The Centers for Disease Control and Prevention (CDC) reports:
“A few things are new this season:
- Flu vaccines are updated to better match viruses expected to be circulating in the United States.
- The A(H1N1)pdm09 vaccine component was updated from an A/Michigan/45/2015 (H1N1)pdm09-like virus to an A/Brisbane/02/2018 (H1N1)pdm09-like virus.
- The A(H3N2) vaccine component was updated from an A/Singapore/INFIMH-16-0019/2016 A(H3N2)-like virus to an A/Kansas/14/2017 (H3N2)-like virus.
- Both B/Victoria and B/Yamagata virus components from the 2018-2019 flu vaccine remain the same for the 2019-2020 flu vaccine.
- All regular-dose flu shots will be quadrivalent. (No trivalent regular-dose flu shots will be available this season.) Read more here.
This Website, FluNearYou.org, tracks flu cases around the country. “Early detection and early response are key to preventing the spread of any disease. We believe that letting individuals report symptoms in real-time can complement traditional tracking while providing useful information directly to the public.”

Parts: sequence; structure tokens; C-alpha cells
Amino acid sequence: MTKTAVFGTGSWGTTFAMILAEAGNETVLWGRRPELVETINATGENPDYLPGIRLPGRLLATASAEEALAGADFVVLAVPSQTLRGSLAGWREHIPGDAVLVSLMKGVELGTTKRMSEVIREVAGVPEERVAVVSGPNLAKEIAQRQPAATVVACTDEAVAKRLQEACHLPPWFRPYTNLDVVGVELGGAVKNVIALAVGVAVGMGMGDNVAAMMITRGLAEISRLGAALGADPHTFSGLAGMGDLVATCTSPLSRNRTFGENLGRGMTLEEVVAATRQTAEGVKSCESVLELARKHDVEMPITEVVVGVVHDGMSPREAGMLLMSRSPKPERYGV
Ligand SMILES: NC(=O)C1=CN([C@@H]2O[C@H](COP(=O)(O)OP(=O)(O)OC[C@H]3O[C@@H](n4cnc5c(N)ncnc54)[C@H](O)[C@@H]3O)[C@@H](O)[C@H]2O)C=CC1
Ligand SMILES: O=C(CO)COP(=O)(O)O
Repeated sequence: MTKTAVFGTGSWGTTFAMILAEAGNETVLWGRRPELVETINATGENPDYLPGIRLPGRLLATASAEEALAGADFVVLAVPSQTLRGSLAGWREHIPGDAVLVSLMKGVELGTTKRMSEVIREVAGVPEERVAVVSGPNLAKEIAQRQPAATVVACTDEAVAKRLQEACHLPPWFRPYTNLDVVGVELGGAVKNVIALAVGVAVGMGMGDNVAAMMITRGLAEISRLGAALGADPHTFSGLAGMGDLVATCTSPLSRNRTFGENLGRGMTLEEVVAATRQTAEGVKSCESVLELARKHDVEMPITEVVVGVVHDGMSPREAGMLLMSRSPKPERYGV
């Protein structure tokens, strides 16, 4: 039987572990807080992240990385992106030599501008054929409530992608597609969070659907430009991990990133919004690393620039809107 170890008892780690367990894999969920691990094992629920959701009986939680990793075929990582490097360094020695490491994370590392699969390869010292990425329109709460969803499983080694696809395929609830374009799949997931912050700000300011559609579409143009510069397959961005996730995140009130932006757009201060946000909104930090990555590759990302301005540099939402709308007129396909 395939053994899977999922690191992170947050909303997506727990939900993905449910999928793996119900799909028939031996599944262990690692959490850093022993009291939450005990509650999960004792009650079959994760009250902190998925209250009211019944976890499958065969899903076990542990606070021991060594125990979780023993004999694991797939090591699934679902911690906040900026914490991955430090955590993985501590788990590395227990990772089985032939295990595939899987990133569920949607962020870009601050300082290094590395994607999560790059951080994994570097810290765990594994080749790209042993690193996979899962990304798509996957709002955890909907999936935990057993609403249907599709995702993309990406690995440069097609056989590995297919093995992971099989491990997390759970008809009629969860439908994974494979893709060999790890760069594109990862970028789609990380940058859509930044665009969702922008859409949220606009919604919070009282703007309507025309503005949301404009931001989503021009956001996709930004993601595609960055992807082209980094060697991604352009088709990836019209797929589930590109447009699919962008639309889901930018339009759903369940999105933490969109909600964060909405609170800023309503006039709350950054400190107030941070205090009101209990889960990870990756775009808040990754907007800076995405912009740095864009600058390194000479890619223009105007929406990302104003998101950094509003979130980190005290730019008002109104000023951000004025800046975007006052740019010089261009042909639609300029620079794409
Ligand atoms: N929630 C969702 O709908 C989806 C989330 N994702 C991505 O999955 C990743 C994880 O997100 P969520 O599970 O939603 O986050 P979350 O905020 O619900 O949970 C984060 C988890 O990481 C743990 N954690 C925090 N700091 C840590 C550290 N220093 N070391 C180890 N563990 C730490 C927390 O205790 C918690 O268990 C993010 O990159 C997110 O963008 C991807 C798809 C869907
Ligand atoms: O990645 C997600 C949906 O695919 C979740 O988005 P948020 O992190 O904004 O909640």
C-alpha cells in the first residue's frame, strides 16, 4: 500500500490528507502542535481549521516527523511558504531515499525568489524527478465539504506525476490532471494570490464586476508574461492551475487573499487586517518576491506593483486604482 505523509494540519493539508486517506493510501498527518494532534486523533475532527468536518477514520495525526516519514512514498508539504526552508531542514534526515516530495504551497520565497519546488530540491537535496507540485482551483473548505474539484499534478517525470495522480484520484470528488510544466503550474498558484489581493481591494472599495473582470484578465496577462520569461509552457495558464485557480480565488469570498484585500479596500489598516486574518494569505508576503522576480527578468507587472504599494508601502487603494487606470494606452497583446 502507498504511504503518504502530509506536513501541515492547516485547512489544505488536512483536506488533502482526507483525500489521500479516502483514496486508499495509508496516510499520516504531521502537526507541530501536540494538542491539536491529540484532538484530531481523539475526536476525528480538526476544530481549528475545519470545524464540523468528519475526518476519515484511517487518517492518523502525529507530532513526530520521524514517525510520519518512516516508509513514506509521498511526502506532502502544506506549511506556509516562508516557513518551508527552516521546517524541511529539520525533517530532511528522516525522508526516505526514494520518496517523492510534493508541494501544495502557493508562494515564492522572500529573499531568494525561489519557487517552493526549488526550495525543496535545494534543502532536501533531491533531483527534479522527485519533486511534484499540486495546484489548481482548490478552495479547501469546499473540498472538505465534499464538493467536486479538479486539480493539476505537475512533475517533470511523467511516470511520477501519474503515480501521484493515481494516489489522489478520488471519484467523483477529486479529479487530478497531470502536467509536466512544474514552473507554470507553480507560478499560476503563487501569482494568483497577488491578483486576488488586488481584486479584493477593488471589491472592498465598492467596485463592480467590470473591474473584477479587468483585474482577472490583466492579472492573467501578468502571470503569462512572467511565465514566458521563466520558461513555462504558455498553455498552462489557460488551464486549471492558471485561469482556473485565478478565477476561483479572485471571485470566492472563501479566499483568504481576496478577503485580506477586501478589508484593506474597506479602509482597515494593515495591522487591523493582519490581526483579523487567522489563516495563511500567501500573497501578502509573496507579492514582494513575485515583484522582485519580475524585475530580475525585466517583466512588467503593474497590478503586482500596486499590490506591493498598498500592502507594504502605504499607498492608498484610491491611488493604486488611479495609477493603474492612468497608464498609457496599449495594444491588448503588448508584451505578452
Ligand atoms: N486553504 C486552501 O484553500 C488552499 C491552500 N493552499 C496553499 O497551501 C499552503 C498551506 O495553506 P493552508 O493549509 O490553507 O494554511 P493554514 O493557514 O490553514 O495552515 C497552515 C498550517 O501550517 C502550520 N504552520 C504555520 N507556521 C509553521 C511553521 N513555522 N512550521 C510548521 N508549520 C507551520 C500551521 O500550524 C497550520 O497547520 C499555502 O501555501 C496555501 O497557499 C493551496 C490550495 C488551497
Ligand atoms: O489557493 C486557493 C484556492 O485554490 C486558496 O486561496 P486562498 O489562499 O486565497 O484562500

“While seasonal influenza (flu) viruses are detected year-round in the United States, flu viruses are most common during the fall and winter. The exact timing and duration of flu seasons can vary, but influenza activity often begins to increase in October. Most of the time flu activity peaks between December and February, although activity can last as late as May.” – CDC